We define a coverage restriction as a health plan decision to reduce the size of the eligible patient population compared with the population described in the FDA label. We further classify restrictions into categories: (1) patient subgroup (requirement for patients to meet certain clinical criteria, such as disease severity), (2) step therapy protocol (requirement for patients to first fail an alternative treatment before gaining access to a drug), (3) prescriber restriction (requirement for a certain type of physician—for example, a rheumatologist—to prescribe the drug), (4) combination therapy (requirement for a drug to be used concomitantly with another medication), and (5) other.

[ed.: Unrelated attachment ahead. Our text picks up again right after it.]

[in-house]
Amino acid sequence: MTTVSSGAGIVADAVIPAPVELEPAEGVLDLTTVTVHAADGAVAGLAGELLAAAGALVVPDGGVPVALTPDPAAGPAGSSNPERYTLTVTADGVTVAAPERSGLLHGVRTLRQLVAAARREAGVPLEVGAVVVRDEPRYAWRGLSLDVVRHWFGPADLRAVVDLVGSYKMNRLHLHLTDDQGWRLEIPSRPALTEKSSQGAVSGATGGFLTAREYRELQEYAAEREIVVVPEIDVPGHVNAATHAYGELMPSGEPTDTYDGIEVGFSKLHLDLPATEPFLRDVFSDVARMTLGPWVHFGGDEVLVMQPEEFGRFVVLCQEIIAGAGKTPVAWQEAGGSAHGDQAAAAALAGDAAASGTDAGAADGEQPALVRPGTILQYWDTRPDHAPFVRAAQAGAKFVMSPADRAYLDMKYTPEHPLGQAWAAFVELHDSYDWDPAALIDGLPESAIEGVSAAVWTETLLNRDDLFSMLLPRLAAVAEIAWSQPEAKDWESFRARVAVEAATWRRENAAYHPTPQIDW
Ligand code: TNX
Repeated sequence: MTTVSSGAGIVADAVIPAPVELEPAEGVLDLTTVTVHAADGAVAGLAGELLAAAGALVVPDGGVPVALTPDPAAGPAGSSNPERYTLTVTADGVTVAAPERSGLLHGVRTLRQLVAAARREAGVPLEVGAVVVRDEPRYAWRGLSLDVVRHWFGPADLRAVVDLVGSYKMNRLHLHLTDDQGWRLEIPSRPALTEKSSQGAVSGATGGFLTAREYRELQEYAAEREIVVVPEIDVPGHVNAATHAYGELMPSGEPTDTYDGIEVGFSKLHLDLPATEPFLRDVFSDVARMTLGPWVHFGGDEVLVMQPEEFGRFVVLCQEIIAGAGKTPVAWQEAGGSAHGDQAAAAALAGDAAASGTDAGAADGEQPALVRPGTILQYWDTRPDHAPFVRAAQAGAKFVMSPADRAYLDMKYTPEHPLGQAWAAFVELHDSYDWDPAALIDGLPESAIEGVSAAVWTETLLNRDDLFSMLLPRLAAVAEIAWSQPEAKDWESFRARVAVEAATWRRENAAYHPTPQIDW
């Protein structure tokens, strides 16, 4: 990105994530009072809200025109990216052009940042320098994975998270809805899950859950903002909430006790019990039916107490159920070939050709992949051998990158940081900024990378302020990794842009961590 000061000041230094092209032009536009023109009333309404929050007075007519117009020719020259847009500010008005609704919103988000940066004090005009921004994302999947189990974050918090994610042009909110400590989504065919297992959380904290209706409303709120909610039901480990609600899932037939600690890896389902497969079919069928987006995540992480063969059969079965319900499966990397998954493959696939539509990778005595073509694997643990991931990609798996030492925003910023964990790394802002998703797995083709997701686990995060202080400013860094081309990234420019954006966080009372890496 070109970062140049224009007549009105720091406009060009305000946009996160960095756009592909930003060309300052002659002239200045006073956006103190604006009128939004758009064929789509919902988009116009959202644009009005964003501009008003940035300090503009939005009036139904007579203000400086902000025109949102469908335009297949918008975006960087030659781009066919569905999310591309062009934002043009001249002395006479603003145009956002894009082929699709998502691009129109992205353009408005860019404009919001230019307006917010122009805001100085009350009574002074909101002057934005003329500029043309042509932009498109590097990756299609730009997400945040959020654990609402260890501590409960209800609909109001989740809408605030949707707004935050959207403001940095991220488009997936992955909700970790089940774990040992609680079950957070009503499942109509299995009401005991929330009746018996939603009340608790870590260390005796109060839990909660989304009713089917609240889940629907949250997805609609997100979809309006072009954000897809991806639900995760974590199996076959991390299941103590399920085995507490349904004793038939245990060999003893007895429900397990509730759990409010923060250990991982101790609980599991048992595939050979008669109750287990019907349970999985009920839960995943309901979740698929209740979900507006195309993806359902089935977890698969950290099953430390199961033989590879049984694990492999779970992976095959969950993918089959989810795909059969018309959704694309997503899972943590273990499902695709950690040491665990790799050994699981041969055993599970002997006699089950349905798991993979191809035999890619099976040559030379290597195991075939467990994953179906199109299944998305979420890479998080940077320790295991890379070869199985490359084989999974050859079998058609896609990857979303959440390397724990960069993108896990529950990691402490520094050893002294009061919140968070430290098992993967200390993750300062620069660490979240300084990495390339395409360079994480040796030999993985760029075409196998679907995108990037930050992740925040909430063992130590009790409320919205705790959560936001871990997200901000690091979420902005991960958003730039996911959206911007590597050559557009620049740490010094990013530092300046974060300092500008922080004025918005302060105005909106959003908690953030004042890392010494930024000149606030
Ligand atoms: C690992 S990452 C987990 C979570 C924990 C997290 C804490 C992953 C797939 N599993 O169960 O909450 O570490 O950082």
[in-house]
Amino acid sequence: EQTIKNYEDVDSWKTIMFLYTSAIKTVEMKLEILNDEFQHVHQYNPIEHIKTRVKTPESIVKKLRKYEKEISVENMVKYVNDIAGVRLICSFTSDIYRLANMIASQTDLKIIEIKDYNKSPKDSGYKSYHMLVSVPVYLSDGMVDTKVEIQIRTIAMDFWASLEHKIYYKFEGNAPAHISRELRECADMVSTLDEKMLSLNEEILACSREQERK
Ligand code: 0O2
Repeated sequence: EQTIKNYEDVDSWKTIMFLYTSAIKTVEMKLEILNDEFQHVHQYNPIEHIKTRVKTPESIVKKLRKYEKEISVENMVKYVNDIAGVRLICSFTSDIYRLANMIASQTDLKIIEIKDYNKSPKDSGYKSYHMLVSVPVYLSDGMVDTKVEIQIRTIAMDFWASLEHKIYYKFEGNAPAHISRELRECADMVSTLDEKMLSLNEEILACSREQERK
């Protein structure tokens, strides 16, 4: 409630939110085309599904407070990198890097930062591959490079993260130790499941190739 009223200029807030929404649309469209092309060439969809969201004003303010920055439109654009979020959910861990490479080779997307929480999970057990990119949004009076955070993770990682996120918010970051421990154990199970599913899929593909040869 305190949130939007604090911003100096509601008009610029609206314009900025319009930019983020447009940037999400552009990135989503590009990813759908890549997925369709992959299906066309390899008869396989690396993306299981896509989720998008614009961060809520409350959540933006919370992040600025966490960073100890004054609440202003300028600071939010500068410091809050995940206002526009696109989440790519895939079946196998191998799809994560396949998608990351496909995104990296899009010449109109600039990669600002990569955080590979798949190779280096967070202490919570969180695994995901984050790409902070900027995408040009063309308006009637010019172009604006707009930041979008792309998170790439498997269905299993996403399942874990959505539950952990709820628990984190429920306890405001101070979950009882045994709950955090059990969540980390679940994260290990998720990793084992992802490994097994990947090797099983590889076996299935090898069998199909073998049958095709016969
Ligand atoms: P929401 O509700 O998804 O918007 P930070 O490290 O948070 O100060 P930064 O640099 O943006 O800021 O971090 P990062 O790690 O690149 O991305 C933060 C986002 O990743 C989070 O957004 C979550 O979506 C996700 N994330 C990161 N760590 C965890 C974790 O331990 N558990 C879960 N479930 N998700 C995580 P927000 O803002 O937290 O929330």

SPEC includes 204 drugs. Because a drug can be indicated for multiple diseases, the database includes 409 unique drug—indication pairs (186 orphan drug–indication pairs; 223 nonorphan drug–indication pairs). For example, because ruxolitinib is indicated for myelofibrosis and polycythemia vera (both orphan diseases), it appears twice in the database. SPEC includes 5000 coverage decisions (2168 for orphan drugs; 2832 for nonorphan drugs) across the 17 health plans. Included decisions are current as of March 2018.
Dependent variable. The dependent variable is dichotomous (yes/no) and describes whether the health plan’s coverage decision restricted patients’ access to a drug beyond the drug’s FDA label. “No restrictions” means a plan covered the drug consistent with its label. Coverage restrictions included decisions in which the plan did not cover the drug or the plan applied some restriction (for example, by step therapy protocol).